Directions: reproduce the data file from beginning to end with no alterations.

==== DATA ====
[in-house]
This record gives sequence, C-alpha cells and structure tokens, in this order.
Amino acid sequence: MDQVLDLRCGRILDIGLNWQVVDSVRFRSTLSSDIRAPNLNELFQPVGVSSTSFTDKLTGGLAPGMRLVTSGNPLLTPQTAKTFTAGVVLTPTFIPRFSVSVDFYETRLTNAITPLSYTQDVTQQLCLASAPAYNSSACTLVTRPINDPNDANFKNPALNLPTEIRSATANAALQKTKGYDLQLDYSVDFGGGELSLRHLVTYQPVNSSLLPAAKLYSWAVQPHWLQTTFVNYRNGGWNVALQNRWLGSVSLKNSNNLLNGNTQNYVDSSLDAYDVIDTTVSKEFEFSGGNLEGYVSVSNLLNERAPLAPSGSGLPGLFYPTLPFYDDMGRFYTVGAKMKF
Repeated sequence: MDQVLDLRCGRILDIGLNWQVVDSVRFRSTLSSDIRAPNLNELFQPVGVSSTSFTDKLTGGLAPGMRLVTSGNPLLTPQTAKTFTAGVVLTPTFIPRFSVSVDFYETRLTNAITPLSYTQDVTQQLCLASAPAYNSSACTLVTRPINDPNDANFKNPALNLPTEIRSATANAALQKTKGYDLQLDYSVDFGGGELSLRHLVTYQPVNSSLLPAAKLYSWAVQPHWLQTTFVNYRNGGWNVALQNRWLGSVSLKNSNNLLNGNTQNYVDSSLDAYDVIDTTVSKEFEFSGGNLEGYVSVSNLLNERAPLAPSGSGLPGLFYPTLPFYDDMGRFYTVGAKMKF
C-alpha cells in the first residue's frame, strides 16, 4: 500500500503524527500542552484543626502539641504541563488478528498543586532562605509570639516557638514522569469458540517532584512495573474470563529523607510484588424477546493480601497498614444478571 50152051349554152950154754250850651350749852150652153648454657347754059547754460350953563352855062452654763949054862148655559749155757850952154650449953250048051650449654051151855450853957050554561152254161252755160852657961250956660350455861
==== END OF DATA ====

[in-house]
This record gives sequence, C-alpha cells and structure tokens, in this order.
Amino acid sequence: MDQVLDLRCGRILDIGLNWQVVDSVRFRSTLSSDIRAPNLNELFQPVGVSSTSFTDKLTGGLAPGMRLVTSGNPLLTPQTAKTFTAGVVLTPTFIPRFSVSVDFYETRLTNAITPLSYTQDVTQQLCLASAPAYNSSACTLVTRPINDPNDANFKNPALNLPTEIRSATANAALQKTKGYDLQLDYSVDFGGGELSLRHLVTYQPVNSSLLPAAKLYSWAVQPHWLQTTFVNYRNGGWNVALQNRWLGSVSLKNSNNLLNGNTQNYVDSSLDAYDVIDTTVSKEFEFSGGNLEGYVSVSNLLNERAPLAPSGSGLPGLFYPTLPFYDDMGRFYTVGAKMKF
Repeated sequence: MDQVLDLRCGRILDIGLNWQVVDSVRFRSTLSSDIRAPNLNELFQPVGVSSTSFTDKLTGGLAPGMRLVTSGNPLLTPQTAKTFTAGVVLTPTFIPRFSVSVDFYETRLTNAITPLSYTQDVTQQLCLASAPAYNSSACTLVTRPINDPNDANFKNPALNLPTEIRSATANAALQKTKGYDLQLDYSVDFGGGELSLRHLVTYQPVNSSLLPAAKLYSWAVQPHWLQTTFVNYRNGGWNVALQNRWLGSVSLKNSNNLLNGNTQNYVDSSLDAYDVIDTTVSKEFEFSGGNLEGYVSVSNLLNERAPLAPSGSGLPGLFYPTLPFYDDMGRFYTVGAKMKF
C-alpha cells in the first residue's frame, strides 16, 4: 500500500503524527500542552484543626502539641504541563488478528498543586532562605509570639516557638514522569469458540517532584512495573474470563529523607510484588424477546493480601497498614444478571 50152051349554152950154754250850651350749852150652153648454657347754059547754460350953563352855062452654763949054862148655559749155757850952154650449953250048051650449654051151855450853957050554561152254161252755160852657961250956660350455861